Warning: This article discusses suicide and contains graphic content which may disturb some people.
New fears have been raised over an online suicide game encouraging children to self-harm after an eight-year-old boy was told to hold a knife to his neck.
His mother Lyn Dixon is urging other parents to be vigilant about what their children are doing online after her son became ensnared by the Momo Challenge.
- Parents warned over new online suicide game 'Momo'
- Police warning after man urges Kiwi kids to 'pour custard over themselves'
"He showed me an image of the face on my phone and said that she had told him to go into the kitchen drawer and take out a knife and put it into his neck," she told The Daily Express.
"We've told him it's a load of rubbish and there are bad people out there who do bad things but it's frightening, really frightening."
The game, dubbed 'Momo', has been around for years after emerging on the messaging application WhatsApp.
In the game, young people are encouraged to follow a series of challenges, culminating in taking their own lives. In much the same way, Momo players are reportedly threatened if they don't follow the game's orders.
The game begins with an anonymous controller sending disturbing images to the player over WhatsApp.
"It started with him not wanting to go upstairs on his own because it was dark up there," she said.
"He was terrified and wouldn't sleep in his own bed, and then we got to the bottom of it and we explained it wasn't real."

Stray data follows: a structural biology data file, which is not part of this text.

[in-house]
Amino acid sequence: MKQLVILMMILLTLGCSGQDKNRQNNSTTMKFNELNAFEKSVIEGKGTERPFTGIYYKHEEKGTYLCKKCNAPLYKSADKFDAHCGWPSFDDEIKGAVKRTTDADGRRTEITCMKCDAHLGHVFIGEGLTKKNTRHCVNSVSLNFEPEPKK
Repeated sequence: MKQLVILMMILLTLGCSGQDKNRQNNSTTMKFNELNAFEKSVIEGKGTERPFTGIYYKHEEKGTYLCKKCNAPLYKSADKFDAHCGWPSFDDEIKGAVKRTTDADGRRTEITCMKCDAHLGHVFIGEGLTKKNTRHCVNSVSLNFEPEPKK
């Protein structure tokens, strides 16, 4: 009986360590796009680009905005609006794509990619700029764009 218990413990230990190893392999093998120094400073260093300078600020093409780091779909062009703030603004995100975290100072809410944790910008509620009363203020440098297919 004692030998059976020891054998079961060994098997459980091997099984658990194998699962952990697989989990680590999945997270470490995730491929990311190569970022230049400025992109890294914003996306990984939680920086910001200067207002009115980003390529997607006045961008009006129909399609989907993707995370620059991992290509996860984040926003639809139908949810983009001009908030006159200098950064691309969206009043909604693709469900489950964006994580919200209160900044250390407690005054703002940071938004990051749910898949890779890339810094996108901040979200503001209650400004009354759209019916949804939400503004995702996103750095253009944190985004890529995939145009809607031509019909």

Ms Dixon says her son was scared for months after being exposed to the challenge.
The avatar for Momo is a haunting image of a woman with bulging eyes, taken from the work of Japanese artist Midori Hayashi, who has no connection to the game.
In October of last year, New Zealand Police urged parents to be vigilant after uncovering worrying posts on social media offering Kiwi kids rewards in exchange for them undertaking strange acts.
A man had been asking children aged between nine and 13 asked to participate in a 'game' that involved "gunging, sliming or pouring custard over themselves", police said.
The suicide of a 12-year-old girl in Argentina was allegedly linked to the game. The girl filmed a video on her phone shortly before she died.
It's believed the girl was encouraged to commit suicide, and police in Buenos Aires are investigating an 18-year-old teenager who allegedly contacted the 12-year-old.
The deaths of two Russian schoolgirls who fell to their death from the roof of a 14-storey apartment were also linked to the game.
Where to find help and support:
Need to Talk? - Call or text 1737
Lifeline - 0800 543 354 or (09) 5222 999 within Auckland
Samaritans - 0800 726 666
Depression Helpline - 0800 111 757
- Suicide Crisis Helpline - 0508 828 865 (0508 TAUTOKO)